The first part of Chapter 27 describes the construction of the Altar of Sacrifice that was placed outside, in front of the entrance of the Tabernacle. It was constructed of acacia wood and bronze and was also made according to what was shown to Mosheh on the mountain.27.8
The next part of chapter 27 describes the construction of the curtained wall that surrounded the Tabernacle. This wall had only one entrance. We are not told, but one has to wonder what would have happened if a person tried to enter the courtyard by some other way.
This one entrance into the Courtyard led to the Tabernacle and the Dwelling Place of Y’H’V’H, which also had only one entrance. This reminded me of when the Messiah declared He is the Way, the Truth and the Life and no one comes to the Father except through Him.Yn. 14.6 He is the only way and anyone who tries to enter some other way is a thief and a robber.Yn. 10.1 What is the difference between a thief and a robber?
Thief is from ganav גנב, which is the word for kidnap. It means to steal, to cunningly break the law. It portrays the idea of plotting and carefully planning ways to break the law so one doesn’t get caught.
Robber is from qeteph ,קֶתֶף which means to snatch or grab quickly. This portrays a person is always looking for a way to steal, or break the law, but doesn’t spend a great deal of time planning on how to do it.
Neither the thief or the robber does so unintentionally.
The people responded to Mosheh’s call to bring their contributions with such eagerness and generosity that the craftsmen soon had to ask Mosheh to tell the people to stop bringing their contributions.Sh’mot 36.3-7 Imagine what living in that time must have been like.
People were so eager to build Y’H’V’H a dwelling place among them that they gave and gave and gave. The craftsmen were so eager to do the work they had to be reminded they were not allowed to work on the Tabernacle on the Sabbath.Sh’mot 31.12-17 This seems to be a far different situation from the time Melek Sh’lomo built the first Temple.
In the Haftarah portion this week we learn that Melek Sh’lomo had to purchase cedars from Lebanon to build the Temple. He even agreed to page the wages of Chiram of Tsor’s servants for cutting and shipping the logs to Yisrael. Where were the voluntary offerings of the people?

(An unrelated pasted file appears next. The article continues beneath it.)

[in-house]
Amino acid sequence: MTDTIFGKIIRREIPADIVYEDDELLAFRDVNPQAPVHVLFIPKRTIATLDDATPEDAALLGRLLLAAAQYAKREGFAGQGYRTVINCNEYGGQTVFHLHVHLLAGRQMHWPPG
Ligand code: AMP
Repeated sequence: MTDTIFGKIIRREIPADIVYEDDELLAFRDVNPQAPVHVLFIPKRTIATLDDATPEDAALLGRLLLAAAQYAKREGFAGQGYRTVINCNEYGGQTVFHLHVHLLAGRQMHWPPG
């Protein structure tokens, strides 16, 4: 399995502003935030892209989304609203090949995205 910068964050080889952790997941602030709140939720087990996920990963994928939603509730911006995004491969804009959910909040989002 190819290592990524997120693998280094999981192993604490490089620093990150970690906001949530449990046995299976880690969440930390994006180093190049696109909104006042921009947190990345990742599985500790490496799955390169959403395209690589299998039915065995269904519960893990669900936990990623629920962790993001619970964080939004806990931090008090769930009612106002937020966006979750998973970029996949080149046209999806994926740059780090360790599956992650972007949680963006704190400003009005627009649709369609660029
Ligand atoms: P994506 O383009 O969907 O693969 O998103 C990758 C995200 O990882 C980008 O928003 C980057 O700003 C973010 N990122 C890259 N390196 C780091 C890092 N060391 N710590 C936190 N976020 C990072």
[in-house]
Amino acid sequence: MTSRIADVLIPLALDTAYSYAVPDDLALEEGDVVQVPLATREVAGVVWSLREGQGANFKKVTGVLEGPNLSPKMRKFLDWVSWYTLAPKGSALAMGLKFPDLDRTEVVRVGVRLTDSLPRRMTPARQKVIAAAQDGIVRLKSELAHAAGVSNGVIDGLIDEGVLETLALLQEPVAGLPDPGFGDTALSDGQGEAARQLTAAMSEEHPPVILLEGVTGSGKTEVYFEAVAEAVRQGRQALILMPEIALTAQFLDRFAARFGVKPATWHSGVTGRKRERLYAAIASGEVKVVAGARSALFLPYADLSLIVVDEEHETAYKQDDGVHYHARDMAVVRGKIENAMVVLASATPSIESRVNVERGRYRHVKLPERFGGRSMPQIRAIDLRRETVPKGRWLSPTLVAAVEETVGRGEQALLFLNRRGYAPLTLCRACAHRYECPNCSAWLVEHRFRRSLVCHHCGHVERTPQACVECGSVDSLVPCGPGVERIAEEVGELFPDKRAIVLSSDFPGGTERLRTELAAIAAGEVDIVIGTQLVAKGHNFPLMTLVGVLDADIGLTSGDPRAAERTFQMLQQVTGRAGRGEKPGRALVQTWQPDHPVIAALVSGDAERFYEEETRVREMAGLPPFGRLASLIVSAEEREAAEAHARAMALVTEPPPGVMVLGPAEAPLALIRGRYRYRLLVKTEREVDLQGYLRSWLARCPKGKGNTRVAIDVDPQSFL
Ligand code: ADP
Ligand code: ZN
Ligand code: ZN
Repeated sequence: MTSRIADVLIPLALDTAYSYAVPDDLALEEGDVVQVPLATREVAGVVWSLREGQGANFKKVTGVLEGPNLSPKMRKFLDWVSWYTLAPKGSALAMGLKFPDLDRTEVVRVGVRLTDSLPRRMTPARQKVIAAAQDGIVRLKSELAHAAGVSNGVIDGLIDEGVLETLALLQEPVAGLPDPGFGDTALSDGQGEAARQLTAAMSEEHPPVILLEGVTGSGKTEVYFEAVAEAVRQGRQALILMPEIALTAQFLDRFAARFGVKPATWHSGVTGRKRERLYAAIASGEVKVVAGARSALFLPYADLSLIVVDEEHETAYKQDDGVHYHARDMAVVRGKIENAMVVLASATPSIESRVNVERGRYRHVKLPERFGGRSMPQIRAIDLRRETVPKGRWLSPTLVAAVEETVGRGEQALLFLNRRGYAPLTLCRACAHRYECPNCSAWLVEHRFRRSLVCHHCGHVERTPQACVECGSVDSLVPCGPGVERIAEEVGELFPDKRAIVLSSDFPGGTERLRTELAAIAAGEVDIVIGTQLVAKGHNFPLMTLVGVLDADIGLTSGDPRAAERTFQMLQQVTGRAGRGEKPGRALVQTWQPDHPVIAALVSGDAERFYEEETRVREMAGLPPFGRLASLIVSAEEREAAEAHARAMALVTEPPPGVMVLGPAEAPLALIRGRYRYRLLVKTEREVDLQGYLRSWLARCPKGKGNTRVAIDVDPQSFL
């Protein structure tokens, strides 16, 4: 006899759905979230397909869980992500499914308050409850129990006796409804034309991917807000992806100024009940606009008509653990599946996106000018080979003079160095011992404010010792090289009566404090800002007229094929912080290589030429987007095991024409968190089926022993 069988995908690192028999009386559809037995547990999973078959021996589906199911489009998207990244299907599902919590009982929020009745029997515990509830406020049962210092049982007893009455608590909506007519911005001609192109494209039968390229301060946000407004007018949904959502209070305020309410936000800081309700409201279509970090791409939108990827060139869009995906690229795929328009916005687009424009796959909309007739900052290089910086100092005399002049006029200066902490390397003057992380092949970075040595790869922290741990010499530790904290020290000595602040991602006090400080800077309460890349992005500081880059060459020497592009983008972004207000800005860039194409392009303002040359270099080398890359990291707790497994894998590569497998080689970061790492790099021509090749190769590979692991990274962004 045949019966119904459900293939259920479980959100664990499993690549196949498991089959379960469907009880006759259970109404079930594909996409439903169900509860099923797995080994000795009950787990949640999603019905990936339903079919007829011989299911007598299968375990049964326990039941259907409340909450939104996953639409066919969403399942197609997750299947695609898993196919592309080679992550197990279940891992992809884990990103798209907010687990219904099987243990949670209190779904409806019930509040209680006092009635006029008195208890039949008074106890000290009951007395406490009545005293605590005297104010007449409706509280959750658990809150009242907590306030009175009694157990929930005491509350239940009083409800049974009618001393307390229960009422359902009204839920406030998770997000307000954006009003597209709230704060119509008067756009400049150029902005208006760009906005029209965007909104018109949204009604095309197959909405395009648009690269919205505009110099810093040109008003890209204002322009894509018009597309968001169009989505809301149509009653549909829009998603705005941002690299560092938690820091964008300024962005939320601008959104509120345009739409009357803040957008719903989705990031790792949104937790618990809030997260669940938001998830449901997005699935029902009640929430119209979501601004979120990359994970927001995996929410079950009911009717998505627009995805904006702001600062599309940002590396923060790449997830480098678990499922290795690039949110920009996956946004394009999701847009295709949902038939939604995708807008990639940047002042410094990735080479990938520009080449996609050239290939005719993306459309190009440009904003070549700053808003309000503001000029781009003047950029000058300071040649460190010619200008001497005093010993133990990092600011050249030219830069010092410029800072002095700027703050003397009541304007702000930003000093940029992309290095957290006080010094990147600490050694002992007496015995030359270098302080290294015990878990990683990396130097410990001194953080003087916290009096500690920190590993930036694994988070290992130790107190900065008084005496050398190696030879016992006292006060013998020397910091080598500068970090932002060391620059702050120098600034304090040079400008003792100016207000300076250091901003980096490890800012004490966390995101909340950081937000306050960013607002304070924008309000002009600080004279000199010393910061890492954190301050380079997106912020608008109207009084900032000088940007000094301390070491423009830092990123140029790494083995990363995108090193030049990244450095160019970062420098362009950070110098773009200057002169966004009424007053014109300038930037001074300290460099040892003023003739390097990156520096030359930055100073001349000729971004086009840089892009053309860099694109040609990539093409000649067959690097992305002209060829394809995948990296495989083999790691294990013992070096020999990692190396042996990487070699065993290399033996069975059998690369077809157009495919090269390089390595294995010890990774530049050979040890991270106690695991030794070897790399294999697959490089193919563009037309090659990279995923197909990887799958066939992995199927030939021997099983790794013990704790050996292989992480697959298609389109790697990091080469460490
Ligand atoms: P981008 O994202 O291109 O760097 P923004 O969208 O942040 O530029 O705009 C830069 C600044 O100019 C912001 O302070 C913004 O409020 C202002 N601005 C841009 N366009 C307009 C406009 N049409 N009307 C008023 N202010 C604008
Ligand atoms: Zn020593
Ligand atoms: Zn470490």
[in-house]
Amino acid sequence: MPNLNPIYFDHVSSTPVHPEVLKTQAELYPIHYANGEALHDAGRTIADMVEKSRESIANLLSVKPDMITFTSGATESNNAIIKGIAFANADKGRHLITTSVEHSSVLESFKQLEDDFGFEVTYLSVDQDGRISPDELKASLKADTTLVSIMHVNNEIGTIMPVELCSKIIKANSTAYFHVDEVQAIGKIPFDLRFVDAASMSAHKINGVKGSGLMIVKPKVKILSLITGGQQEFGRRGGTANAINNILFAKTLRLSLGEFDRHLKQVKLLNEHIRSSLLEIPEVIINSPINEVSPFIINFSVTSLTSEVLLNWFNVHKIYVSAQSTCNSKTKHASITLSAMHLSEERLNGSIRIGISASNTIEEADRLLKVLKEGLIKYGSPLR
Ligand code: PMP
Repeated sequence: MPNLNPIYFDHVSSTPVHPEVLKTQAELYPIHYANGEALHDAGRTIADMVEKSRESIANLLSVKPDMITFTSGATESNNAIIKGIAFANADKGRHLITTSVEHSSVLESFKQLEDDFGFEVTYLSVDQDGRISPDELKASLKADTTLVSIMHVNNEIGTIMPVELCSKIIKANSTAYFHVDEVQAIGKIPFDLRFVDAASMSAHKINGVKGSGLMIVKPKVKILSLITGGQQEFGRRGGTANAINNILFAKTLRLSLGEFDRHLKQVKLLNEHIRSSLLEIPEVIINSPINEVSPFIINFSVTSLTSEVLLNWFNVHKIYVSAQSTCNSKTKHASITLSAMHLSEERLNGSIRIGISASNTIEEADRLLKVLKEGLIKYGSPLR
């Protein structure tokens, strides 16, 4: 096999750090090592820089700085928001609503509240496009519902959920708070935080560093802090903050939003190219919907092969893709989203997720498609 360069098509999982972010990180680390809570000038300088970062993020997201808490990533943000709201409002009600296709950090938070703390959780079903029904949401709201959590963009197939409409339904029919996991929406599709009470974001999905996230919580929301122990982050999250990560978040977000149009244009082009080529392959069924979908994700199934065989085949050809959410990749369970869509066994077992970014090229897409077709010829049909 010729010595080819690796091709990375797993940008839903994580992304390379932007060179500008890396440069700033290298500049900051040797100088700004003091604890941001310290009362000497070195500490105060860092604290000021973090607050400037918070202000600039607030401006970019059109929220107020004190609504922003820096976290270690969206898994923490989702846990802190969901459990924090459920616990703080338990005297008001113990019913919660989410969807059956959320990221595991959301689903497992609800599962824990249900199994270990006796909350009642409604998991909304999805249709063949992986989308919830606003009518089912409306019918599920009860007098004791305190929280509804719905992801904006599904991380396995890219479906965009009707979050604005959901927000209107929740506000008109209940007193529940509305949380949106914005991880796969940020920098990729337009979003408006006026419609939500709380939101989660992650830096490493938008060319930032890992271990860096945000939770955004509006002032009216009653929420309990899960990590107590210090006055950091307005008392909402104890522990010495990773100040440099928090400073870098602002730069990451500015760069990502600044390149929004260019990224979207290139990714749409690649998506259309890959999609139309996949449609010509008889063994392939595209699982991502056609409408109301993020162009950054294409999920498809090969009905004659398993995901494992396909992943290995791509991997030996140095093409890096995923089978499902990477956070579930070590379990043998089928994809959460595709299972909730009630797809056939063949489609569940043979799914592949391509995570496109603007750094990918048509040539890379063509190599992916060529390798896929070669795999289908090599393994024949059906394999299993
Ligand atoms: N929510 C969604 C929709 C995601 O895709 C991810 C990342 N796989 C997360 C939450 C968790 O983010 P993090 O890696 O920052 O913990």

Also, Melek Sh’lomo used compulsory labor to build the Temple: 30,000 to go in shifts to Lebanon to cut the cedar, 70,000 to bear burdens, 80,000 hewing the stones, and 3300 chiefs to oversee the work. Where were the voluntarily laborers eager to build a Dwelling Place for Elohim in Yerushalayim? Where was the enthusiasm to do the work?
This may be why Melek Sh’lomo said he intended to build a house for the Name of Y’H’V’H his Elohim5.5 rather than he and the people of Yisra’el would build? What changed? Had the people grown complacent with the blessed life they were living? In their apostasy, had they accepted the false teachings of the kohanim who were no longer teaching the Truth of His Word?
Sh’lomo’s Temple was destroyed, rebuilt and then destroyed again. Today there are many who teach that we are not the temples Y’H’V’H desires to dwell in, but they teach this as if it was some new concept.
When Y’H’V’H told Mosheh to take up the contributions the people offered, it was so that they could make Him a place where He could dwell in their midst.Sh’mot 25.8 It has never been Elohim’s intention to dwell in a stone or even a gold building, separated from His people. In fact, we know that the goal of the Olam Ha’ba is to prepare us to once again walk in our Father’s presence.
Sha’ul of Tarsus once wrote, Do you not know that you are a Dwelling Place of Elohim and that the Spirit of Elohim dwells in you? If anyone destroys the Dwelling Place of Elohim, Elohim shall destroy him. For the Dwelling Place is set-apart, which you are.1Cor. 3.16-17 So that is the question, or questions, that arebbefore us today.
How eager are you to build a Dwelling Place for Y’H’V’H in your life?
What contributions are you freely and eagerly willing to give to be that Dwelling Place for Him?
How diligent are you willing to be to guard that Dwelling Place so that it doesn’t become defiled and then destroyed?
In fact, how seriously do you take the concept that you are to be - or even can be - a Dwelling Place for Y’H’V’H?
Y’H’V’H our Elohim, our Father in the Heaven, will not dwell among sin or a lukewarm people. He is a jealous El. Generation after generation has proven this to be true.
This is our generation. Now is our time to answer His call. Over the last four thousand years He has proven that if we build Him a Dwelling Place, maintain it and guard it, He will dwell in it.
He as also proven that He will abandon the Dwelling Place we build for Him if we turn from His way and continue in sin.
What state is the Dwelling Place you have built for Him?
4 Adar I 5776
13 Feb. 2016
1 see M’lakim Alef 6.1